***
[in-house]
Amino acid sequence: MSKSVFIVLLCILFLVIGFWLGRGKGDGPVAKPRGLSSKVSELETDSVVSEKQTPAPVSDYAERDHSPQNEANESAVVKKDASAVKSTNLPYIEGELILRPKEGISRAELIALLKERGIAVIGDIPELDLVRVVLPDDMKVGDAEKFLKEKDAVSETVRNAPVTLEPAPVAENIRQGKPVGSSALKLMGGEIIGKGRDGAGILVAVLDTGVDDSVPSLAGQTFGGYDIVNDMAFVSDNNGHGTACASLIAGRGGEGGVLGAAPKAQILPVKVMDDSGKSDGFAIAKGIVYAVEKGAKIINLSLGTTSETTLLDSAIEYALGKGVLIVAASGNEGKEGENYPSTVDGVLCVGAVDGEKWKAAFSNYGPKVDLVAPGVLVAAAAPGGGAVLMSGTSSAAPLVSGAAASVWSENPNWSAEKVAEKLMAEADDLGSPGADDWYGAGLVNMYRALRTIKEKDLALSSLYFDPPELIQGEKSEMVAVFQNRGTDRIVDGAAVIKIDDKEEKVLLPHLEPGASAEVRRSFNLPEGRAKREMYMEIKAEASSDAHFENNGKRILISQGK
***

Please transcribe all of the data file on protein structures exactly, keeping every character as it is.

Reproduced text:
[in-house]
Amino acid sequence: MSKSVFIVLLCILFLVIGFWLGRGKGDGPVAKPRGLSSKVSELETDSVVSEKQTPAPVSDYAERDHSPQNEANESAVVKKDASAVKSTNLPYIEGELILRPKEGISRAELIALLKERGIAVIGDIPELDLVRVVLPDDMKVGDAEKFLKEKDAVSETVRNAPVTLEPAPVAENIRQGKPVGSSALKLMGGEIIGKGRDGAGILVAVLDTGVDDSVPSLAGQTFGGYDIVNDMAFVSDNNGHGTACASLIAGRGGEGGVLGAAPKAQILPVKVMDDSGKSDGFAIAKGIVYAVEKGAKIINLSLGTTSETTLLDSAIEYALGKGVLIVAASGNEGKEGENYPSTVDGVLCVGAVDGEKWKAAFSNYGPKVDLVAPGVLVAAAAPGGGAVLMSGTSSAAPLVSGAAASVWSENPNWSAEKVAEKLMAEADDLGSPGADDWYGAGLVNMYRALRTIKEKDLALSSLYFDPPELIQGEKSEMVAVFQNRGTDRIVDGAAVIKIDDKEEKVLLPHLEPGASAEVRRSFNLPEGRAKREMYMEIKAEASSDAHFENNGKRILISQGK